I recently started looking around at what I needed to create a podcast. Besides coming up with a good title and concept, I knew that I wanted it to sound half as good as a lot of the podcasts I listen to (see Relay.FM, ATP, etc). Besides getting a decent microphone and understanding the basics of good microphone technique, I knew I needed to understand some of the audio processing steps that took a podcast from good to great. A quick search on Google & by no surprise Jason Snell (of the wonderful Six Colors) has a great post on simple ways to use Garage Band to do just this.
However, GarageBand is perfectly suitable for podcast editing, and don’t let anyone tell you different. Every Mac comes with GarageBand, meaning every Mac user has access to a free multitrack audio editor capable of generating high-quality podcasts. And while it’s true that the latest version of GarageBand (version 10) lacks some of the podcast-specific features of GarageBand 6.0.5 and earlier, it’s not true that you can’t edit a podcast in the current version of GarageBand. You can! (Earlier on Six Colors I wrote about editing podcasts in more depth.)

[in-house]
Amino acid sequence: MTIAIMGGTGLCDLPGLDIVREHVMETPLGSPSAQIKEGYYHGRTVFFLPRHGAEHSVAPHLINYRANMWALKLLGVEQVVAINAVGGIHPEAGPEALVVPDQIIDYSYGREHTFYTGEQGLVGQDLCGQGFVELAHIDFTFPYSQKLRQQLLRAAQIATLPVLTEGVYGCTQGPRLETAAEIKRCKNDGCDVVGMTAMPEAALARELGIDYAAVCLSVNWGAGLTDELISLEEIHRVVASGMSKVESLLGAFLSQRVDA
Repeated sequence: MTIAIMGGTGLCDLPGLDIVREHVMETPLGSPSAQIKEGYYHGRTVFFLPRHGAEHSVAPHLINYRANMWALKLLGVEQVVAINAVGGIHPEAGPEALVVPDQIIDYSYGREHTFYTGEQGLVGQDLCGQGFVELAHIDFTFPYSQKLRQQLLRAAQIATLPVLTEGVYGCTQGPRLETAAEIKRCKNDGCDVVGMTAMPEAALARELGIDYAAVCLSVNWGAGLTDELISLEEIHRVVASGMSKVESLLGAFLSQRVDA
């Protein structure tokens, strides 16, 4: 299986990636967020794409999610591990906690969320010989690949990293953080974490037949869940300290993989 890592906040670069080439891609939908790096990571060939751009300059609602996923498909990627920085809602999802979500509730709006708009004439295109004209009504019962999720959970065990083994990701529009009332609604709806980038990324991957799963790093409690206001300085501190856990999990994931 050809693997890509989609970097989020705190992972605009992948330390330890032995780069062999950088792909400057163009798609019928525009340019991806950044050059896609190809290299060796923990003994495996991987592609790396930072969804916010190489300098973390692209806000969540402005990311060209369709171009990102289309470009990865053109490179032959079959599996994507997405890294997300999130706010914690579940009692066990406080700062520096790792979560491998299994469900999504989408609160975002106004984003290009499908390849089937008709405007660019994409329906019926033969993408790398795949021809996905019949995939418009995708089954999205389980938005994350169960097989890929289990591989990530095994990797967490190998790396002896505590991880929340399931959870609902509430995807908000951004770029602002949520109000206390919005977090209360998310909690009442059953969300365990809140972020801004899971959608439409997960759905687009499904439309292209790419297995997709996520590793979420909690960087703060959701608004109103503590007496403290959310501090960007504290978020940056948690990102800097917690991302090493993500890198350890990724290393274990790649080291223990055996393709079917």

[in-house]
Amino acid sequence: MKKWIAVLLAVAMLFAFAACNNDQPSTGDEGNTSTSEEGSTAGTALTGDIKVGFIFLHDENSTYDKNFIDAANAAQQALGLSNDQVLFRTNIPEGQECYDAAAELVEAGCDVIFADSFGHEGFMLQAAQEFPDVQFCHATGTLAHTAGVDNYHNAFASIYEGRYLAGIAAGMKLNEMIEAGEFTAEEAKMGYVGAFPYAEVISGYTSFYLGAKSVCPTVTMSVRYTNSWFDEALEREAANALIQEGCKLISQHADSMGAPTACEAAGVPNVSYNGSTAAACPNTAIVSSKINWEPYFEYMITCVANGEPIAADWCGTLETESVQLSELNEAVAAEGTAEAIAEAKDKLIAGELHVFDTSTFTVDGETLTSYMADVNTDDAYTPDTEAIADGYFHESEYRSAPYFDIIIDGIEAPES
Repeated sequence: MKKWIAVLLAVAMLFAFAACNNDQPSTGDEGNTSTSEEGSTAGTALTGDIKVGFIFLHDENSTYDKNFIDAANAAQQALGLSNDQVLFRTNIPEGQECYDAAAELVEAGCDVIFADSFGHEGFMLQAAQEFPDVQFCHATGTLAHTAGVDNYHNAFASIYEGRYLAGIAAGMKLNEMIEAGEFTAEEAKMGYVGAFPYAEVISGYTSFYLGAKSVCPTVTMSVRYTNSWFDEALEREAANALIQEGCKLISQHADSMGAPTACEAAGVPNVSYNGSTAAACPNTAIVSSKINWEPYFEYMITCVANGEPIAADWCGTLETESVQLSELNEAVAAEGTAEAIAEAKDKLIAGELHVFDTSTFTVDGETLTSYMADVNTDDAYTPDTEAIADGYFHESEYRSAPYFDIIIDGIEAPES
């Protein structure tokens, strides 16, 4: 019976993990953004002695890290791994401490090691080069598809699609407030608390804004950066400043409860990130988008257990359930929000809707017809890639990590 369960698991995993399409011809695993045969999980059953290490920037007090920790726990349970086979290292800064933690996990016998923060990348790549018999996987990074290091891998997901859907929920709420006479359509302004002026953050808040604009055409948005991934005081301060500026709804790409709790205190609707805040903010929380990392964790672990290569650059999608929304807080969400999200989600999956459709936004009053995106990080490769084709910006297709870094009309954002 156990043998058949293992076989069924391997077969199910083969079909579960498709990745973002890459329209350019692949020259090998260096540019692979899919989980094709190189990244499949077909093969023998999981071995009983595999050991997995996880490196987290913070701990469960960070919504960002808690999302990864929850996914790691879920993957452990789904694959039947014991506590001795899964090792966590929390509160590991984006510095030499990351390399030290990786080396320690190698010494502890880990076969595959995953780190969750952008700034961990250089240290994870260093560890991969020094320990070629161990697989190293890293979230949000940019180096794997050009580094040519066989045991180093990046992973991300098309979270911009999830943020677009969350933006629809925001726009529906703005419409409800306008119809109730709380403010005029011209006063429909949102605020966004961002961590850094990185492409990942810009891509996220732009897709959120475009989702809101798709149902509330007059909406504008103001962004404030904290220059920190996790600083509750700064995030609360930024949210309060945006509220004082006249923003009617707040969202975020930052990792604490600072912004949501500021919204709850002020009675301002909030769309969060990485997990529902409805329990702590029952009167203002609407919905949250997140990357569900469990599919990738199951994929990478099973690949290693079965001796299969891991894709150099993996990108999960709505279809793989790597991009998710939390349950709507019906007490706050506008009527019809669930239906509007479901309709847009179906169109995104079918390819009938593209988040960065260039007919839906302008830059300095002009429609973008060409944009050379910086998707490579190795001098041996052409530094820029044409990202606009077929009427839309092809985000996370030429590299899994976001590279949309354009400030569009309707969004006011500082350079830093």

Jason points out that although a lot of podcast editors may use Logic or expensive Digital Audio Workstations to make their podcasts sound like they were recorded in professional studios, a lot of what is needed to make a podcast sound better than most can be accomplished in GarageBand. I have created the presets discussed in the article and even recording directly into my MacBook Pro’s built-in microphone I notice a significant difference in sound quality.
With all that said I will be starting my own podcast so be on the lookout for that soon!